Photo (cc) by Marit & Toomas Hinnosaar
In 2012, Americans’ daily spending averaged $119 the weekend before Christmas – the highest three-day average for the holiday season and the year — proving that a lot of people wait until the last minute to finish their holiday shopping. But waiting until the 11th hour is far from ideal. You won’t have time to comparison shop online, you’ll miss out on some of the best sales of the year, and you’ll probably end up paying full price.
The best way to save money this holiday season is to start early, and we have tips to help you get organized and done well before the final weekend.
1. Set a budget
Set a gift budget — a limit on the total you’re going to spend — before you start shopping. Otherwise, having all that extra time to browse may cause you to spend more than you wanted. Once you have a budget, make purchases in cash over the next few months so you won’t be tempted to reach for the plastic.
2. Make a list
I am always overzealous in my Christmas shopping. If I could, I would send a gift (or at least a card) to everyone I’ve ever met. To combat my holiday generosity, I narrow down the list of people I’m giving gifts to. Then I decide how much I want to spend on each person within the limits of my budget. For example, I usually get smaller gifts for co-workers and more expensive gifts for my family. Finally, I double-check to make sure it all fits into my budget. This way, I don’t forget anyone and I don’t overspend.
3. Pre-order for a discount
If you want to buy a gift that isn’t out yet – like a book, movie or video game – you might get a discount by pre-ordering. For example, I pre-ordered “Dog Shaming” (the companion book to the popular website) for $9 on Amazon. When it’s released, the book will retail for $15 on the site. So I saved $6 and knocked a gift off my list.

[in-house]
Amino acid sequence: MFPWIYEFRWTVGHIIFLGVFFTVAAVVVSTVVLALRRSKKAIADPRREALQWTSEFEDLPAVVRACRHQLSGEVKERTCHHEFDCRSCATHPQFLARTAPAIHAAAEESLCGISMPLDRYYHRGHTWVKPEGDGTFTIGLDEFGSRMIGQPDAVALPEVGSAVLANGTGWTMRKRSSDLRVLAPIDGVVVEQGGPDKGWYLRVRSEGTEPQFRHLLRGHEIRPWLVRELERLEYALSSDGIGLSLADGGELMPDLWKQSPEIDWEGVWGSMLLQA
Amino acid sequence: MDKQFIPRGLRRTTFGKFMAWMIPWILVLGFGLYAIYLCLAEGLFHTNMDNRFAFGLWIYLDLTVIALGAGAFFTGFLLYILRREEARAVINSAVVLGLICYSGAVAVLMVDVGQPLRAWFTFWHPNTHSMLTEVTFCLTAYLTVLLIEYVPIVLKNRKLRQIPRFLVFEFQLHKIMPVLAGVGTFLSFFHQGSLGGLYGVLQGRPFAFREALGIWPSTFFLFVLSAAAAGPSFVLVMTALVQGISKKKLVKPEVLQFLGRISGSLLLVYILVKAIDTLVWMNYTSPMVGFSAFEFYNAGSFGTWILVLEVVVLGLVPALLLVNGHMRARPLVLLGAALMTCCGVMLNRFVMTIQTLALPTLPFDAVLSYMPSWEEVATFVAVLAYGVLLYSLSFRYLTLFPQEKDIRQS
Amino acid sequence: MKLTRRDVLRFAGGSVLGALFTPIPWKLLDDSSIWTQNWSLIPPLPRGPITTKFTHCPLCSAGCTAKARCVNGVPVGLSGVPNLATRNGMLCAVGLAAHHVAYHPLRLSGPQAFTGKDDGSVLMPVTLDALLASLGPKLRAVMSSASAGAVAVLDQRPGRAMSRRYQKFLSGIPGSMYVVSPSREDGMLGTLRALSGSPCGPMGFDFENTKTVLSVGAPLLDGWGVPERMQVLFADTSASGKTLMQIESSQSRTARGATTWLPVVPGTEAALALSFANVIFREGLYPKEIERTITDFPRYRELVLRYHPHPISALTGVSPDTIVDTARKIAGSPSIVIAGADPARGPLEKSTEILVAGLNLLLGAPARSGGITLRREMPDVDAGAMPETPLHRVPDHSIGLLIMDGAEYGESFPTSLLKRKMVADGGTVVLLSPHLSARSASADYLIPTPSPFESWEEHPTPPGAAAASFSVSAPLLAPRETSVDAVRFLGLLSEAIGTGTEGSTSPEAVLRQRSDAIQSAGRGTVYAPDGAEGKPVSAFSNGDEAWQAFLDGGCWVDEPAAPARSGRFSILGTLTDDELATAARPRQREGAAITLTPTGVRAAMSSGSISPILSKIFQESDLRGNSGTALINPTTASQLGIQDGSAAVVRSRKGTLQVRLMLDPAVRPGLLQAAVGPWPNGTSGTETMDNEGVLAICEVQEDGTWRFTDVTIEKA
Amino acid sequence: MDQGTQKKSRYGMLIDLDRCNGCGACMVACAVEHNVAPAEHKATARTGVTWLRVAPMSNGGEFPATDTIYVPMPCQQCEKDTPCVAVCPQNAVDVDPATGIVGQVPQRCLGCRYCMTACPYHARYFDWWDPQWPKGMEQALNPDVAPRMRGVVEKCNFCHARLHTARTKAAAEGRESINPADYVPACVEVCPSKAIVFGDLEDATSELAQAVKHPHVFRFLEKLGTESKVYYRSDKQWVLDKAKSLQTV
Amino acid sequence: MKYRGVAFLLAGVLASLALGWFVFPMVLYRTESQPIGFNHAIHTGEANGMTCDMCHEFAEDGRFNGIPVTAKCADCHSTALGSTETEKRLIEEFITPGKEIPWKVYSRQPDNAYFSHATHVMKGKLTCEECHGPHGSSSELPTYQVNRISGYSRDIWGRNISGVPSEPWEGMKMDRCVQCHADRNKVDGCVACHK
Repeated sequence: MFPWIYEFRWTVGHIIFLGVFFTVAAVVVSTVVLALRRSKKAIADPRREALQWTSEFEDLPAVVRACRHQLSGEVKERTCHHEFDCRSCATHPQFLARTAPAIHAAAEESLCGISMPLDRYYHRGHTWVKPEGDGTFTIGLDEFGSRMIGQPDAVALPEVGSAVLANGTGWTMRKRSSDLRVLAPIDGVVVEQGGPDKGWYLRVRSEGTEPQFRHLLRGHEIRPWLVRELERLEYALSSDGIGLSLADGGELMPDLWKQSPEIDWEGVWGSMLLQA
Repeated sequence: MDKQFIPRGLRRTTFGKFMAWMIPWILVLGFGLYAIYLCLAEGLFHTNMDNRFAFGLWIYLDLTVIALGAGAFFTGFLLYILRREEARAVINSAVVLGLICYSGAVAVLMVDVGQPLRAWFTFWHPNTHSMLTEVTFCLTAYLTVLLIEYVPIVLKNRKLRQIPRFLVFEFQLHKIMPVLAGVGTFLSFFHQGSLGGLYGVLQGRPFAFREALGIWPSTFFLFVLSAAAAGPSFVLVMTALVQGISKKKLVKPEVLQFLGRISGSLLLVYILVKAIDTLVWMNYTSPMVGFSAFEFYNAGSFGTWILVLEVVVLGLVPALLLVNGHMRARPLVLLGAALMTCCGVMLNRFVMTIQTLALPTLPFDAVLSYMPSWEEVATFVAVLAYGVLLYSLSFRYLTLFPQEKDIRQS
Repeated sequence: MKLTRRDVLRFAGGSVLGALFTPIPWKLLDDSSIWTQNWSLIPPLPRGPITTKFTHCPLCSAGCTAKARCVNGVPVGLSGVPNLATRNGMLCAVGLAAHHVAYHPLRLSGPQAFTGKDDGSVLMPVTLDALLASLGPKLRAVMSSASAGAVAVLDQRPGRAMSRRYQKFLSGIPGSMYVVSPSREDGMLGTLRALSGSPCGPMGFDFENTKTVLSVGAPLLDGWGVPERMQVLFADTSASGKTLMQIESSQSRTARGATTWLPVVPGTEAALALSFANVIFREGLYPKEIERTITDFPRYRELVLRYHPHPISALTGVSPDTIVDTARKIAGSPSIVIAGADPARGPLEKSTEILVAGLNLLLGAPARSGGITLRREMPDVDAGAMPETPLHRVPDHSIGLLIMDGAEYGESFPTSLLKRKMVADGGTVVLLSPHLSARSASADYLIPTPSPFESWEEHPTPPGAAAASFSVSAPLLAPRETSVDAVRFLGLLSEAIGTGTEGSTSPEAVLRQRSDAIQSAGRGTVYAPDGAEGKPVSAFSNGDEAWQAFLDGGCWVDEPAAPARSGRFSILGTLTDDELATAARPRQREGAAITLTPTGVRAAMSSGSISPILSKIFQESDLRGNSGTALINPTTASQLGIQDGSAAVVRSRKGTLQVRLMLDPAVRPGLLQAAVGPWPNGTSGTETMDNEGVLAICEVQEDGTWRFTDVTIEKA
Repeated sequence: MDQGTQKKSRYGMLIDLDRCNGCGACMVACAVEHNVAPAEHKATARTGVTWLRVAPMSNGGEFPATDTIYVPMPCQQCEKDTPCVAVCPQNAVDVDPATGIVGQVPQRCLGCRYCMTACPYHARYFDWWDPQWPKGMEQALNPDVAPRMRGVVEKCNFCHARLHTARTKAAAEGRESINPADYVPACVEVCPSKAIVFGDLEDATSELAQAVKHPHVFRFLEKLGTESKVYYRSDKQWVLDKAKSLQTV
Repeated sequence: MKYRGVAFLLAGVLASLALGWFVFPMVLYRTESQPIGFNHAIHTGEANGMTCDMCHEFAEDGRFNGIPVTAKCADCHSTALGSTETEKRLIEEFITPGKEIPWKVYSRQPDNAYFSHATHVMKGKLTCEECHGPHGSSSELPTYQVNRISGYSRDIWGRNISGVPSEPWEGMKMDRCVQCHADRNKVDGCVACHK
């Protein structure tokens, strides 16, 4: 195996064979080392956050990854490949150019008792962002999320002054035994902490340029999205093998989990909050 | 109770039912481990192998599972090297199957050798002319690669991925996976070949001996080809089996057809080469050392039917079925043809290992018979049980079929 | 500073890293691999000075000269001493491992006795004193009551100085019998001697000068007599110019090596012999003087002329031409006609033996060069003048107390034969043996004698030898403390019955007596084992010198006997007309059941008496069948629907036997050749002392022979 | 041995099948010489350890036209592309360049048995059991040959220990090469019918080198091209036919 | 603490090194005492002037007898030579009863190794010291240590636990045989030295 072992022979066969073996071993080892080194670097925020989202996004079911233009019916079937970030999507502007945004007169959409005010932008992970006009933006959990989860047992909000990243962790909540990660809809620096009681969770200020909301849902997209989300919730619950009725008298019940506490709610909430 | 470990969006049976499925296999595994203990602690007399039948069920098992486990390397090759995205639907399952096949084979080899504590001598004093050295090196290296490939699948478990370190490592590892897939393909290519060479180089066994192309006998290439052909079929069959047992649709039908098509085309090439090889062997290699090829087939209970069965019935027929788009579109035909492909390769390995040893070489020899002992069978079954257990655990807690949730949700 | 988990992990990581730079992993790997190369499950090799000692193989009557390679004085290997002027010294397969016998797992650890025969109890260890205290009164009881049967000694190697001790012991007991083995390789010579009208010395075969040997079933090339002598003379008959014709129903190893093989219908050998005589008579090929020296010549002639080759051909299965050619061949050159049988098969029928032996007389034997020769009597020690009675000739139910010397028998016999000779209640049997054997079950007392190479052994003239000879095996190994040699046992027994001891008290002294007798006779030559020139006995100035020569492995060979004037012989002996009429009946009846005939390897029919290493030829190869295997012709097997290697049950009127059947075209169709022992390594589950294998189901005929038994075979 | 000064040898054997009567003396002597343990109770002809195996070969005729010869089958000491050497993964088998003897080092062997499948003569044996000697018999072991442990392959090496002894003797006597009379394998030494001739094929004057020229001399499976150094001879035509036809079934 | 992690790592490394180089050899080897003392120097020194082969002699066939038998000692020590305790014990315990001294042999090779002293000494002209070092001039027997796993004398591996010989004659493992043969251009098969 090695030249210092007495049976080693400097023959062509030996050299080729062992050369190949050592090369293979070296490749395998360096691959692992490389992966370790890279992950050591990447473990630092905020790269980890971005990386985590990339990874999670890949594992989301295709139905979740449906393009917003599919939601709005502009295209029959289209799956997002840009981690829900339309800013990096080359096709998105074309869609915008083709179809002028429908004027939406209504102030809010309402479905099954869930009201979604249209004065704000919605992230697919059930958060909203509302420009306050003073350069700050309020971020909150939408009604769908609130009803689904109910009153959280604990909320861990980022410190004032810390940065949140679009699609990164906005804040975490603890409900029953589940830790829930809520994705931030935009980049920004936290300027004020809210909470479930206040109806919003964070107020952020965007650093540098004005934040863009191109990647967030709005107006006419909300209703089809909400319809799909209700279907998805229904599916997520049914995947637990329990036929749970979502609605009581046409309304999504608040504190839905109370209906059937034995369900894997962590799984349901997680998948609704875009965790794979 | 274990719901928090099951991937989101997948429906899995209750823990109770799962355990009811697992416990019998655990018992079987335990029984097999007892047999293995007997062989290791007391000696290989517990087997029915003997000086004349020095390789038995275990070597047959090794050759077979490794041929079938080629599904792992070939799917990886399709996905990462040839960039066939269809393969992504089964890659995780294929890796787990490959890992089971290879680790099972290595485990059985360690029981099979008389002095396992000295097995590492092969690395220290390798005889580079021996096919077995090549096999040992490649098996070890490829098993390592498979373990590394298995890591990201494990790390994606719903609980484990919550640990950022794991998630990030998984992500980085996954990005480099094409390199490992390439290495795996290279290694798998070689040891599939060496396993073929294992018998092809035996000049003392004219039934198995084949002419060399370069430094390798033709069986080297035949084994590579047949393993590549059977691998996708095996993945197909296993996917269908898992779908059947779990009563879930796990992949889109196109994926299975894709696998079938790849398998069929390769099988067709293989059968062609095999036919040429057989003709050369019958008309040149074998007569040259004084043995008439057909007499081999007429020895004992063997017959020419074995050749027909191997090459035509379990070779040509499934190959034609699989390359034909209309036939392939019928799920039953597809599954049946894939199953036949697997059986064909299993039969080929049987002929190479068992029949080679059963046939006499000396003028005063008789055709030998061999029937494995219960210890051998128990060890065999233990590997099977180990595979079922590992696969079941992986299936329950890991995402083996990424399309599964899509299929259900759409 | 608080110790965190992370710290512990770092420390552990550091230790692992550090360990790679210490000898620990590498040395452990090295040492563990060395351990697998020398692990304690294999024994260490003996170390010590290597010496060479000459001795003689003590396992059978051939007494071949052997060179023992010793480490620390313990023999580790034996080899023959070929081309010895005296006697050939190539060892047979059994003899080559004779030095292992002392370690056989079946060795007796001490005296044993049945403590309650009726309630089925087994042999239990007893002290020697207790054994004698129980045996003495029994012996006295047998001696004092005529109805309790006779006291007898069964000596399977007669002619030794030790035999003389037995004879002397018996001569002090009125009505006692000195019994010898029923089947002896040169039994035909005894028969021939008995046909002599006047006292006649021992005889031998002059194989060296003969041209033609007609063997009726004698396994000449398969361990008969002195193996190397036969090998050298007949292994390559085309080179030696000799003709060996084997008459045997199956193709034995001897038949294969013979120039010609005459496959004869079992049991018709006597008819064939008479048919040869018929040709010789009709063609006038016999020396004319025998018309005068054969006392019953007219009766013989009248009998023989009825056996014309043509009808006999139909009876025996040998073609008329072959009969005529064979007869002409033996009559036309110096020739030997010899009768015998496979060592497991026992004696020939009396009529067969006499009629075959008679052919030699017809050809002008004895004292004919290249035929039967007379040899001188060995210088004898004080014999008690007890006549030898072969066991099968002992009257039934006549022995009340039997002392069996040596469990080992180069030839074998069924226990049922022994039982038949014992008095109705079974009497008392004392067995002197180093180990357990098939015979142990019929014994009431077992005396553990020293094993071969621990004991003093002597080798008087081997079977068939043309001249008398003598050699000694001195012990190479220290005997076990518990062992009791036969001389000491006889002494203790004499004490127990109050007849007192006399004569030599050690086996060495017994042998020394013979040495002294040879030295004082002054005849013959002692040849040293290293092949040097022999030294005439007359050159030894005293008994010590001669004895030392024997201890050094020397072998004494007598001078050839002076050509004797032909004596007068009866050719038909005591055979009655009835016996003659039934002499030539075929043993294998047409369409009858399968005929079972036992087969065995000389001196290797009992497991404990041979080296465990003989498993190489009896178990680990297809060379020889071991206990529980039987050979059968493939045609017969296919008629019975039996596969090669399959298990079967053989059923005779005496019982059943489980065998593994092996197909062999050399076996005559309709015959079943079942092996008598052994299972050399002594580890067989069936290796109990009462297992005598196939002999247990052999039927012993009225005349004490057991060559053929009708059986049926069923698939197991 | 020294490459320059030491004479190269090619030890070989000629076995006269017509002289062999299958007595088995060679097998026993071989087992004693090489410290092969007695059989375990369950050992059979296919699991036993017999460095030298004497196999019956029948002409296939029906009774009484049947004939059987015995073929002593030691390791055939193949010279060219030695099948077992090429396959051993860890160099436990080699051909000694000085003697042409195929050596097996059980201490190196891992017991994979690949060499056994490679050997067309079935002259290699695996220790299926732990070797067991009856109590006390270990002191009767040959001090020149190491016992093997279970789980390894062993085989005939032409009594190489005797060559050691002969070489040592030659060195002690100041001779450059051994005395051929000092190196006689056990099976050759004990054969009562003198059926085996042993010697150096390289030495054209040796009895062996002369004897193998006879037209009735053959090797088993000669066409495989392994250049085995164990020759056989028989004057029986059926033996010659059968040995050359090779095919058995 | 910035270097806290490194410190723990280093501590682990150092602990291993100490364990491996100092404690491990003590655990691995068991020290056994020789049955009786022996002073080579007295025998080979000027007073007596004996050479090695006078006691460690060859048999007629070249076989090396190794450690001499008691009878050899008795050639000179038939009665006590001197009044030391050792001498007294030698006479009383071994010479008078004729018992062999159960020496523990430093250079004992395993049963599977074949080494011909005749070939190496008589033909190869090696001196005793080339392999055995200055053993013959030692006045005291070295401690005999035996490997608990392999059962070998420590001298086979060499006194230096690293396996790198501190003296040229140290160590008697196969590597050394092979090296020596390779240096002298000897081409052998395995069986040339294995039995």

4. Shop clearance bins
If you’re not sure what to buy someone, start browsing clearance bins. You can usually find a clearance section year-round at most national chains. Clothing retailers typically hold clearance sales at the end of seasons.
5. Plan a Secret Santa
With Secret Santa, you put names into a hat and everyone draws one name. That way everyone gets a gift (anonymously) and everyone has to buy only one. It is a great way to save money and make the holiday more special, but it’s also something you have to plan in advance. Luckily, you’re starting early this year.
6. DIY small gifts
Homemade gifts feel more special, and they’re usually cheaper than store-bought options. For example, last year I saw scarves for $24 each that I thought would make great gifts. Instead of buying them, I knitted them myself for $7 each. I wouldn’t have been able to pull it off if I hadn’t started my holiday shopping early.
7. Take advantage of holiday sales
You’re well aware of Black Friday, but, according to Dealnews, it’s not the best holiday shopping day for major discounts. Thanksgiving — the day before Black Friday — is. Dealnews says:
Thanksgiving Day in both 2011 and 2012 saw the highest percentage of Editors’ Choice deals throughout the season, with a combined average of 36 percent. Thanksgiving Day even beat out Black Friday itself, which clocked in at 32.5 percent Editors’ Choice. Perhaps more surprising though is that even the Sunday before Cyber Monday topped Black Friday, albeit by a very small margin: 33 percent of all deals were Editors’ Choice. That Sunday also thoroughly crushed Cyber Monday, the latter of which saw the lowest percentage of Editors’ Choice deals of the four days, coming in at 27.5 percent.
However, Dealnews points out, you need to track the prices of the items on your list because they might not be among the merchandise that sees the best deals during that shopping week.
8. Buy cheaper gift cards
If you’re planning on buying gift cards this year, don’t wait until the last minute and pick them up at the store. You can save money by shopping at gift card resellers online. Check out Cardpool and GiftCardRescue.
Karen Datko contributed to this report.